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Feb 13, 2005
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CAN ranchers sue Ottawa, $7b

Mad-cow suit blames Ottawa

$7-billion class-action accuses government of letting disease devastate cattle industry


Monday, April 11, 2005


A $7-billion class-action suit being launched this morning on behalf of 100,000 farmers in four provinces accuses the federal government of negligently allowing "mad-cow disease" to devastate the cattle industry.

The lawsuit claims that a federal monitoring program incompetently lost track of 80 out of 191 imported cows it was supposed to track in case they developed signs of bovine spongiform encephalopathy (BSE).

The lawsuit states that at least one of the cattle -- imported from the United Kingdom in the late 1980s -- was eventually ground up into feed, infecting a number of cattle that ate the feed.

"I don't know how you can lose 80 cows that you know may have mad-cow disease and, if it finds its way into a Canadian herd, will destroy the cattle industry," said Toronto lawyer Cameron Pallett, one of a legal team in Ontario, Quebec, Alberta and Saskatchewan.

"How can you start a program knowing about this, and then, when one of them comes up with BSE 3½ years later, say: 'Oops, we misplaced them and they were rendered into cattle feed when we weren't looking.' "

With the cattle industry having lost an estimated $7-billion so far, the class action could quickly become the largest in Canadian history.

The lawsuit also targets the company that allegedly made the feed -- Ridley Corp. Ltd. -- saying that it knew, or ought to have known, that its feed could be contaminated by BSE.

Federal lawyers and spokesmen for Ridley were unavailable for comment yesterday.

The statement of claim says that in 1996, Ridley's Australian parent company agreed to stop using cattle meat and bone meal in that country's cattle feed. However, it says the company recklessly continued using the material in its Canadian products because it was cheaper than using soybeans.

"Ridley knew the risks they were taking," Mr. Pallett said. "Ridley figured they could get away with it here, and hopefully, they will be proven wrong."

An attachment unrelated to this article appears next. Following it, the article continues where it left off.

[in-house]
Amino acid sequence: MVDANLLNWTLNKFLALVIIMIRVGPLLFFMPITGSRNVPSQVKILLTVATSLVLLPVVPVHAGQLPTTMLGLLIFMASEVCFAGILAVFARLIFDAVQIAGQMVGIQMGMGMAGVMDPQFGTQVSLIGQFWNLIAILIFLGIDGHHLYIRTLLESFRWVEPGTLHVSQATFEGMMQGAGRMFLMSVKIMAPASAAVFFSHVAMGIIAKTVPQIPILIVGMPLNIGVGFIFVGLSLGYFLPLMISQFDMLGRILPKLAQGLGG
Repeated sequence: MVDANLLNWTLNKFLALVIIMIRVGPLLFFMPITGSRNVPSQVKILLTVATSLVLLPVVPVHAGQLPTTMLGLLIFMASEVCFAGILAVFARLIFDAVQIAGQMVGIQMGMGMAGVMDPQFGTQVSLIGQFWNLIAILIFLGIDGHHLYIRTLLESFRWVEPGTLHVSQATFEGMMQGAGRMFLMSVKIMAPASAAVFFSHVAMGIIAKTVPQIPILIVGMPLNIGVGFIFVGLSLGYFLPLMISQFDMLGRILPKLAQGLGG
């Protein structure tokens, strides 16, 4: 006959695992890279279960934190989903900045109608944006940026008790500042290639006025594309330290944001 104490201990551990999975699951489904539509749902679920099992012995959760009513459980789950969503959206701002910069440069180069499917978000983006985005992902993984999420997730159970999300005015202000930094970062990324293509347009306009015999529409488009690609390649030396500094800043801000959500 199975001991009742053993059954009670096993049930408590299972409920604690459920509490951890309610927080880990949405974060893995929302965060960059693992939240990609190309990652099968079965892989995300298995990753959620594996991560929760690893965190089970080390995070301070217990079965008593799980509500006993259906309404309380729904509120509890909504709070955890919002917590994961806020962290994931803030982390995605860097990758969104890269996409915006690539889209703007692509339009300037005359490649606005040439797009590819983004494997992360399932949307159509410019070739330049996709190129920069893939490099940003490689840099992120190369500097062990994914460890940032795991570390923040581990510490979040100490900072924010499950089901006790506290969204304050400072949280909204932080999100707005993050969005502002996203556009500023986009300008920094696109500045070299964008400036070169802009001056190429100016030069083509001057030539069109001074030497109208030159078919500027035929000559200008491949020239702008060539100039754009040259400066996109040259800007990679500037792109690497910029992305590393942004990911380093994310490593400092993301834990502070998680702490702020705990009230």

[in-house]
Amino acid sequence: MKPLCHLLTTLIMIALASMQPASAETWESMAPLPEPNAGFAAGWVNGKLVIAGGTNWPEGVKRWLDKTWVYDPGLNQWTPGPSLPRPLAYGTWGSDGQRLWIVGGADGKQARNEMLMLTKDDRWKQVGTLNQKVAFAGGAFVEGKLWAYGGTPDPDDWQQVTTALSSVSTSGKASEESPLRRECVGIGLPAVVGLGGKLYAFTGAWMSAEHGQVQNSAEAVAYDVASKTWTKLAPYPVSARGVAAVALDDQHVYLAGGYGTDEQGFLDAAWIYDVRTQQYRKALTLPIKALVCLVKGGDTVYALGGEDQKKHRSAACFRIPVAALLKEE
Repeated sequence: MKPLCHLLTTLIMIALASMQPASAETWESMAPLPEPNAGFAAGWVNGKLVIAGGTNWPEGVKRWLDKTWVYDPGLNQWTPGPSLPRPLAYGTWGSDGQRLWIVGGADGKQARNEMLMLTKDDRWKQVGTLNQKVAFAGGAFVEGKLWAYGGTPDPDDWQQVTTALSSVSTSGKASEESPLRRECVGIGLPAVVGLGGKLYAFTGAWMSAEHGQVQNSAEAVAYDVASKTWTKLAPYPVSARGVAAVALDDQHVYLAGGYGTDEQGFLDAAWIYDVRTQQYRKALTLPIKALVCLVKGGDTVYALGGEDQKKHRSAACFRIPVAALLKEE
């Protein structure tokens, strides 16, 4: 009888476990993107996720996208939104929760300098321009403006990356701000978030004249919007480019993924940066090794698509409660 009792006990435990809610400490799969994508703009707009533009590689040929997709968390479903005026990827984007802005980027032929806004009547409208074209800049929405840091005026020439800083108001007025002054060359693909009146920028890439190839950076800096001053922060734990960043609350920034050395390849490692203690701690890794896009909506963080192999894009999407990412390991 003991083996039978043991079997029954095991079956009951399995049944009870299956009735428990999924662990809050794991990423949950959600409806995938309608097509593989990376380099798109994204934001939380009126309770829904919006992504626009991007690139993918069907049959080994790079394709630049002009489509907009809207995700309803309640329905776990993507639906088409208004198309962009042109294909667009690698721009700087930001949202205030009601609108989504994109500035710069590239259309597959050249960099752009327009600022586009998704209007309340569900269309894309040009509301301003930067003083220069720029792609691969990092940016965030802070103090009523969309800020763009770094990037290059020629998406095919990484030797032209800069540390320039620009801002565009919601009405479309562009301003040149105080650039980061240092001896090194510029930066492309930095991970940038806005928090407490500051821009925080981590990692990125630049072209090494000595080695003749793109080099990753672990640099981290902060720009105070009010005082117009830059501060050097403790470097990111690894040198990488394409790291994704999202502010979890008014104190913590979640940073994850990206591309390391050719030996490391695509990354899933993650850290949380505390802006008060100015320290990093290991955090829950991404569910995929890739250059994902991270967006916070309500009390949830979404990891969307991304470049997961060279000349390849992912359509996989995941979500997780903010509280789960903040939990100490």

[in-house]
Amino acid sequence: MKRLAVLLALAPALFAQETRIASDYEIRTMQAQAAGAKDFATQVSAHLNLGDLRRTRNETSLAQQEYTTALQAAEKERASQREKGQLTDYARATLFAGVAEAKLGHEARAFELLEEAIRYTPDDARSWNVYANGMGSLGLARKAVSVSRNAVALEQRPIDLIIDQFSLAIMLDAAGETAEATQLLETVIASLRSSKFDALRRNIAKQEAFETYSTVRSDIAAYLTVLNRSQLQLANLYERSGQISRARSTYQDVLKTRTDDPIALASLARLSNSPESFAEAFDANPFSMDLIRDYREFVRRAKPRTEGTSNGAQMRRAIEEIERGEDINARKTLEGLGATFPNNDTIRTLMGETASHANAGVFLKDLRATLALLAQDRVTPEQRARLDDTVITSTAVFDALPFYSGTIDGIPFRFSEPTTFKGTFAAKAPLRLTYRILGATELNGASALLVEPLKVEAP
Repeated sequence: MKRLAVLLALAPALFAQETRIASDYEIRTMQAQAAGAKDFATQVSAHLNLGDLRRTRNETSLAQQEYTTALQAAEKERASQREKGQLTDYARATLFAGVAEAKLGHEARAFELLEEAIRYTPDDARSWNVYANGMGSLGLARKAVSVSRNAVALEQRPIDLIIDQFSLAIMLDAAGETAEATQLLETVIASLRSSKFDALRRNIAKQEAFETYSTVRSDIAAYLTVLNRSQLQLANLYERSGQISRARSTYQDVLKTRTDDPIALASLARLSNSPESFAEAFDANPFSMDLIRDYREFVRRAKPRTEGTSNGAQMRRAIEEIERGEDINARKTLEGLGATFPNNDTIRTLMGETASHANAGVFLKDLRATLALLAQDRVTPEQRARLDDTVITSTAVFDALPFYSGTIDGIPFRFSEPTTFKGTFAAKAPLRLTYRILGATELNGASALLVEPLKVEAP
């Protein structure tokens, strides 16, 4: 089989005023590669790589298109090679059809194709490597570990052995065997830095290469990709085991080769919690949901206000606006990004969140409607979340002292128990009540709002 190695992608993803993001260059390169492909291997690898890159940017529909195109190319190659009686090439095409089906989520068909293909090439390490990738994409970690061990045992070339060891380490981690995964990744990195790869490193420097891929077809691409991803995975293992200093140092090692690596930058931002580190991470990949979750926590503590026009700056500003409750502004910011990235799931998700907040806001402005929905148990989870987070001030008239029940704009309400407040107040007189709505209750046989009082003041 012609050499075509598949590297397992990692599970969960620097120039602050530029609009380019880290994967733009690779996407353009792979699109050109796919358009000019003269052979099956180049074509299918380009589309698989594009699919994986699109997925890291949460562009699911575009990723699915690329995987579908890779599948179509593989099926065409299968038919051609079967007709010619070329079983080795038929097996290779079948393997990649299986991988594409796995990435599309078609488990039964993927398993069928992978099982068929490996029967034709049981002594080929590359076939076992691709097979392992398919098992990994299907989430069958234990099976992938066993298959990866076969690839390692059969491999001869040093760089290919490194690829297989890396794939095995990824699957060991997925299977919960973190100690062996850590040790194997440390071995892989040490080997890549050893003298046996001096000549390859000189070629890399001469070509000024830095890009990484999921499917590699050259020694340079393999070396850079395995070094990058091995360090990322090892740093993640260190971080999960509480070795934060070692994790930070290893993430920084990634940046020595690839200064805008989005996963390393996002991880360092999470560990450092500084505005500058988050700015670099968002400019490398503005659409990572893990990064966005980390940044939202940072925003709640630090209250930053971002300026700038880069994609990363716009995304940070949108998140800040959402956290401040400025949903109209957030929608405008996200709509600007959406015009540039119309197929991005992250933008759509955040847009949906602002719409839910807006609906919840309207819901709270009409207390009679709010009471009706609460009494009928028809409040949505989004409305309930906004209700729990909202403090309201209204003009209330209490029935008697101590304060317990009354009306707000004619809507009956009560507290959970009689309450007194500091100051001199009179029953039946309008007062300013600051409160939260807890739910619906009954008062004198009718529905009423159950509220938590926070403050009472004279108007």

The genesis of the case dates back to 1986, when British scientists confirmed that BSE was responsible for the death of numerous cattle during Britain's 'mad cow' crisis. They determined that the disease was transmitted to healthy cattle when they ate the remains of infected cattle. As little as less than one milligram of infected feed could trigger BSE in a cow.

The lawsuit alleges that while Britain was busy banning the use of cattle remains in cattle feed, Canada was passing a 1990 regulation that permitted the practice -- along with a pledge to ensure that the process took place in a safe manner.

According to the statement of claim, the federal government "conducted no health and safety assessment whatsoever of the feed ingredients" listed in its new regulations.

At roughly the same time, Agriculture Canada banned the importation of cattle from the United Kingdom. It prudently catalogued 191 cattle that had been imported from the area between 1982 and 1990, and set up a program to monitor them.

However, the lawsuit alleges that this program swiftly lost track of the animals it had been set up to watch.

In 1993, BSE was discovered in one of the 191 animals. According to the lawsuit, Agriculture Canada quickly discovered that 80 of these cattle had died and their remains used in animal feed. This meant that cattle infected with BSE were in the food chain.

"At least ten of these animals that potentially entered the cattle feed system were from herds in Great Britain that contained animals diagnosed as having BSE," the lawsuit said. "The plaintiffs state that (federal officials) were grossly negligent in allowing these 80 cattle to be rendered and enter the animal food chain between 1990 and 1993."

"By the government's own admission, one or more of those 80 cattle are the most likely source of BSE in Canada," Mr. Pallett said. "Where was the monitoring? Where was the government's concern for the health of Canadians? Why did the government fail so badly in the exercise of its regulatory responsibilities?"

On May 20, 2003, the discovery of BSE in a Canadian cow led to the United States to close its borders to Canadian cattle and beef exports.
The funny thing is Haymaker when you ask who is filing this law suit nobody seems to know. Did hear it was a internet web site sign up so could just be some Toronto lawyers hopeing to get they percentage.

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